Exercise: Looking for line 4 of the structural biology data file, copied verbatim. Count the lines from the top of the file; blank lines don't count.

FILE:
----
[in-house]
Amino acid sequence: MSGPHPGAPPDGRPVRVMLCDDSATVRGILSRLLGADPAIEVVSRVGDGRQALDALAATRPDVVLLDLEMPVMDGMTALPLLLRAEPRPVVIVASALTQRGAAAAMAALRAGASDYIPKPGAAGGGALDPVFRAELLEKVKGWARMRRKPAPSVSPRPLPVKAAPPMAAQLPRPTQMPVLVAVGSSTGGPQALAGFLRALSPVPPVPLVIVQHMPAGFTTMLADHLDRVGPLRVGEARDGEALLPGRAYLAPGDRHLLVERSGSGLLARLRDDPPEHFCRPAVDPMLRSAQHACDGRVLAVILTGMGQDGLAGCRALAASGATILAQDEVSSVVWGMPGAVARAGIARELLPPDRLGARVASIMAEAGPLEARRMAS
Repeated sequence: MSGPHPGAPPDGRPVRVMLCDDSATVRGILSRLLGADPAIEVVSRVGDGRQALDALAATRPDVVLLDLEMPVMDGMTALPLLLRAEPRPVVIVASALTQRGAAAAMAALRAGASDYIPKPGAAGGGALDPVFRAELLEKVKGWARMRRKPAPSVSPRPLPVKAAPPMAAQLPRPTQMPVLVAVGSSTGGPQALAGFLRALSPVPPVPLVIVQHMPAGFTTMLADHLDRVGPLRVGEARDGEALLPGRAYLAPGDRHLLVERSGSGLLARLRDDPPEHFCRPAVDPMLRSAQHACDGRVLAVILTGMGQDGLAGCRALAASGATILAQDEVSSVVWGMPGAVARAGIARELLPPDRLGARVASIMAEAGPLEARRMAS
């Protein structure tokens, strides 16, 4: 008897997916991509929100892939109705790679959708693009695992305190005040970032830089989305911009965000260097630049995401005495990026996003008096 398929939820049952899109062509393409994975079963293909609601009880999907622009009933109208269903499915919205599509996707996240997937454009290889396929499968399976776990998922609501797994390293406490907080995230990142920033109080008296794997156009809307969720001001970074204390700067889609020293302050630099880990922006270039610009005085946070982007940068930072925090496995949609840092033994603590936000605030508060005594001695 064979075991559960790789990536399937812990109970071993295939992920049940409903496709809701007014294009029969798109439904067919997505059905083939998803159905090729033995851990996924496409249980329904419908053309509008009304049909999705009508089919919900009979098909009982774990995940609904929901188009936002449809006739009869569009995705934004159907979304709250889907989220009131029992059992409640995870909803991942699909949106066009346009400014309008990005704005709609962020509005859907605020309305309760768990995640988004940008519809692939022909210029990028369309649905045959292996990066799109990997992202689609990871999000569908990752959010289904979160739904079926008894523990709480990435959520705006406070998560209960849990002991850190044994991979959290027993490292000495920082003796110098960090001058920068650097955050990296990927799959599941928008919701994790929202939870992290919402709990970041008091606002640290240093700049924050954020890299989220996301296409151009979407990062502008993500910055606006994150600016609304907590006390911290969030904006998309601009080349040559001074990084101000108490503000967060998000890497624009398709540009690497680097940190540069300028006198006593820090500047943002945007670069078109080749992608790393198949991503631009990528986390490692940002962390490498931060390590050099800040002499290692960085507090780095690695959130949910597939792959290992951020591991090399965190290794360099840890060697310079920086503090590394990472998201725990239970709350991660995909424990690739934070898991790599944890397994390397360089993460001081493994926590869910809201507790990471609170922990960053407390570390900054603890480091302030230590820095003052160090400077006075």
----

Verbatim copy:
């Protein structure tokens, strides 16, 4: 008897997916991509929100892939109705790679959708693009695992305190005040970032830089989305911009965000260097630049995401005495990026996003008096 398929939820049952899109062509393409994975079963293909609601009880999907622009009933109208269903499915919205599509996707996240997937454009290889396929499968399976776990998922609501797994390293406490907080995230990142920033109080008296794997156009809307969720001001970074204390700067889609020293302050630099880990922006270039610009005085946070982007940068930072925090496995949609840092033994603590936000605030508060005594001695 064979075991559960790789990536399937812990109970071993295939992920049940409903496709809701007014294009029969798109439904067919997505059905083939998803159905090729033995851990996924496409249980329904419908053309509008009304049909999705009508089919919900009979098909009982774990995940609904929901188009936002449809006739009869569009995705934004159907979304709250889907989220009131029992059992409640995870909803991942699909949106066009346009400014309008990005704005709609962020509005859907605020309305309760768990995640988004940008519809692939022909210029990028369309649905045959292996990066799109990997992202689609990871999000569908990752959010289904979160739904079926008894523990709480990435959520705006406070998560209960849990002991850190044994991979959290027993490292000495920082003796110098960090001058920068650097955050990296990927799959599941928008919701994790929202939870992290919402709990970041008091606002640290240093700049924050954020890299989220996301296409151009979407990062502008993500910055606006994150600016609304907590006390911290969030904006998309601009080349040559001074990084101000108490503000967060998000890497624009398709540009690497680097940190540069300028006198006593820090500047943002945007670069078109080749992608790393198949991503631009990528986390490692940002962390490498931060390590050099800040002499290692960085507090780095690695959130949910597939792959290992951020591991090399965190290794360099840890060697310079920086503090590394990472998201725990239970709350991660995909424990690739934070898991790599944890397994390397360089993460001081493994926590869910809201507790990471609170922990960053407390570390900054603890480091302030230590820095003052160090400077006075």